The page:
Green recovery and carbon accounting

Briefing from Julie's Bicycle

The International Union for the Conservation of Nature (IUCN) has identified climate change as the fastest growing threat to natural World Heritage[1]. A 2016 report prepared by UNESCO and UNEP used case studies from across the world to illustrate how world heritage is increasingly vulnerable to climate change. The report concluded that achieving the aims of the Paris Agreement to reduce greenhouse gas emissions and limit global warming is “vital” to the future of World Heritage[2].

The scientific research from the IPCC is telling us that to meet the Paris Agreement's temperature goals, the world will need to reach net-zero emissions on average by 2050. Currently, we are a long way from the Paris Agreement's target of limiting warming to 1.5°C or 2°C. In fact, we are currently on a pathway to +3°C – and at current rates of warming will get to 1.5°C well within the next 3 decades. We have until 2050 (at the latest) to reach net zero carbon emissions globally. Getting us back on track is only possible if we star reducing now, and reduce emissions by half, by 2030. This means that the current 10 years are crucial.

Cities are on the front line of climate change, where both causes and impacts of environmental degradation are experienced – as a result, many are now taking ambitious and decisive action. National, regional, city and local governments all over the world are committing to targets commensurate with the twin challenges of climate and ecological breakdown. ROCK focuses on historic city centres as extraordinary laboratories to demonstrate how Cultural Heritage can be a unique and powerful engine of regeneration, sustainable development and economic growth for the whole city. So how then can cultural heritage cities promote sustainable development and decarbonisation - and support its cultural and heritage bodies to contribute to their goals for climate action?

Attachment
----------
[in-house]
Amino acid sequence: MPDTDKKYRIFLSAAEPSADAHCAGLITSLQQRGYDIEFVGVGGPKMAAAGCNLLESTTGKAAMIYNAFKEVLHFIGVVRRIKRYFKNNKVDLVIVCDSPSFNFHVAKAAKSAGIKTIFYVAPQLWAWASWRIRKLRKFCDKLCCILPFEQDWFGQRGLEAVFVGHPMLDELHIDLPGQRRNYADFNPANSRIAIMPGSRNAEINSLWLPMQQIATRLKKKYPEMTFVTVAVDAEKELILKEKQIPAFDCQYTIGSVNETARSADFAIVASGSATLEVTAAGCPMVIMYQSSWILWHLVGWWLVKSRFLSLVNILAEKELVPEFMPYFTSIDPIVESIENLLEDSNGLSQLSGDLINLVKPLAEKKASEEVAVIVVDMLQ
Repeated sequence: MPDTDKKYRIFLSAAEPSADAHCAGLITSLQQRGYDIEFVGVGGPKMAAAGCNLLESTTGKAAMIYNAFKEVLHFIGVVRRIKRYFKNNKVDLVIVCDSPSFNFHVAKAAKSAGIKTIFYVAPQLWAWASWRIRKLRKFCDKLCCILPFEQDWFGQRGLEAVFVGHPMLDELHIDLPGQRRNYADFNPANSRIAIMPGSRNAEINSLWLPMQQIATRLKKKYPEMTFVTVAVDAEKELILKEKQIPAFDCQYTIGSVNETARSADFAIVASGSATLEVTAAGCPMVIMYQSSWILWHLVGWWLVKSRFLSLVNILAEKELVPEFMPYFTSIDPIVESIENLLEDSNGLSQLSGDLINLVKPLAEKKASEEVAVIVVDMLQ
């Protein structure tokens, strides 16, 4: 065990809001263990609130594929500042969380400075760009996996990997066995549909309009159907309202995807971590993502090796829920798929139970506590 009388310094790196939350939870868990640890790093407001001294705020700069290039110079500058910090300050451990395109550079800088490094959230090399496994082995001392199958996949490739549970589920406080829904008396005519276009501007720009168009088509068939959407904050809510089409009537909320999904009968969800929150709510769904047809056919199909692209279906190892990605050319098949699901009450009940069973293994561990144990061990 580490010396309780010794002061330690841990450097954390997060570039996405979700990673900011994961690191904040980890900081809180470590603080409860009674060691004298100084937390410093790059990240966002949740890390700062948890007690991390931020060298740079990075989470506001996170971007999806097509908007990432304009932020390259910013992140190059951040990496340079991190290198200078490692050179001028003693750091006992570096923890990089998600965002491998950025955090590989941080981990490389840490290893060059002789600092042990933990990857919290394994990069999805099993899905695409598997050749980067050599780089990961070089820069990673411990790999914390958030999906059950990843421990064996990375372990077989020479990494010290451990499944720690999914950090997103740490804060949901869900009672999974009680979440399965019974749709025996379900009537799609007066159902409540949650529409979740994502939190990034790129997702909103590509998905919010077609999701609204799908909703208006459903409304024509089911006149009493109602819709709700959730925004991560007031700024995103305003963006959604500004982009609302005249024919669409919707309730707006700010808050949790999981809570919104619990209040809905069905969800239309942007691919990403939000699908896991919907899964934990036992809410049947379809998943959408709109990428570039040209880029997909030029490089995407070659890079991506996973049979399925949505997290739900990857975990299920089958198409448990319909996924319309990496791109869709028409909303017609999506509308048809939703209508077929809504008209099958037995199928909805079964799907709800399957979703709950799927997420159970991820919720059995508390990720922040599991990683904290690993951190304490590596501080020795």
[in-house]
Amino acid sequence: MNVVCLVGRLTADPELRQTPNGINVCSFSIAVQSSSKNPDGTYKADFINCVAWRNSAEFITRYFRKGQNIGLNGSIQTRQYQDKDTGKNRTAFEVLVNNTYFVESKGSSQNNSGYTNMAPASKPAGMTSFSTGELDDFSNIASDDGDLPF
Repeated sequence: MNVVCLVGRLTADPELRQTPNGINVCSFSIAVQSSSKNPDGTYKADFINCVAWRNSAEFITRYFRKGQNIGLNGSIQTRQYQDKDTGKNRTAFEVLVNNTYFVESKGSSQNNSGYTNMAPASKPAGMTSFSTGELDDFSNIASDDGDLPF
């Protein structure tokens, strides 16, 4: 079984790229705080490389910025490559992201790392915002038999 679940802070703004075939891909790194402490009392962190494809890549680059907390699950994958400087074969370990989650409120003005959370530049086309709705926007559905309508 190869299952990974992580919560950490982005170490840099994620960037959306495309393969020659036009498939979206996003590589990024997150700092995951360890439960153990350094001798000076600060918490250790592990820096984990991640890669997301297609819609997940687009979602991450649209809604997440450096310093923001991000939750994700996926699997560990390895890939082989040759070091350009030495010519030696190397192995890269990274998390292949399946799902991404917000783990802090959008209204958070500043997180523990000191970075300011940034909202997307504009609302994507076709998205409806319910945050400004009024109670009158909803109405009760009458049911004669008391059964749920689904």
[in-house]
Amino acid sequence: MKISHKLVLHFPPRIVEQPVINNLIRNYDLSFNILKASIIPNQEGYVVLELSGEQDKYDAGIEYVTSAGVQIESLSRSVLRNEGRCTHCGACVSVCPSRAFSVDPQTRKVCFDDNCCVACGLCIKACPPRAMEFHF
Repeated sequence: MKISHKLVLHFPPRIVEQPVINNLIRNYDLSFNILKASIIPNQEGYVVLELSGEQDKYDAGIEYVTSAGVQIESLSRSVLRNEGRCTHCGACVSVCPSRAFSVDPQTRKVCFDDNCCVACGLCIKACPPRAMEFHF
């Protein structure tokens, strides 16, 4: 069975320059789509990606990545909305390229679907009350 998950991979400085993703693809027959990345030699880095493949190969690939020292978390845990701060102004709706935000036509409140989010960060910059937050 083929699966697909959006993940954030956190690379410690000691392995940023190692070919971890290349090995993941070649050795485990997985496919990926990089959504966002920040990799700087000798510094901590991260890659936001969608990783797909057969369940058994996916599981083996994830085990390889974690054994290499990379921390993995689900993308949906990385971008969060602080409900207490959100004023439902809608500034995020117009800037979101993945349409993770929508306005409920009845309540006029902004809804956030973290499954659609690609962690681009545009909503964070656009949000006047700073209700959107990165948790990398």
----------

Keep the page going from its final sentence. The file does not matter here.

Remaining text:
One such opportunity is to encourage cultural and heritage organisations to report on their environmental impacts, and through this process, access support and training opportunities on good green practice! For exmple, in 2019, Liverpool City Council took several important steps to address the Green Agenda.  Mayor Joe Anderson appointed a Cabinet Member for Environment and Sustainability and committed to cut its carbon output to zero by 2030 working with individuals and partners across Liverpool. Culture Liverpool (Liverpool City Council) have begun to benchmark and annually monitor the carbon impact of the cultural organisations it funds through the Culture & Arts Investment Programme (CAIP), the main funding programme for cultural organisations based within the boundaries of Liverpool.

Cities targets for decarbonisation must include culture - but the sector needs support. Critically, cities need to provide resource and support to cultural organisations, should they require them, to monitor and report their environmental performance. This could include: offering environmental training, providing access to specialist environmental management tools, and a public database of case studies to share and celebrate good environmental practice. A successful carbon emissions reduction strategy is based on: access to good quality data, and understanding that data. Once a good quality dataset has been identified, a net zero strategy can be developed – remember, you can’t manage what you can’t measure! 

This latest Briefing from Julie's Bicycle will discuss the opportunites for cities in supporting data collection and hence driving energy and carbon understanding and management.

[1] UCN World Heritage Outlook 2 (IUCN, 2017)

[2] Markham, A., Osipova, E., Lafrenz Samuels, K. and Caldas, A. World Heritage and Tourism in a Changing Climate. (UNEP and UNESCO, 2016)

Author: Latham Lucy - JB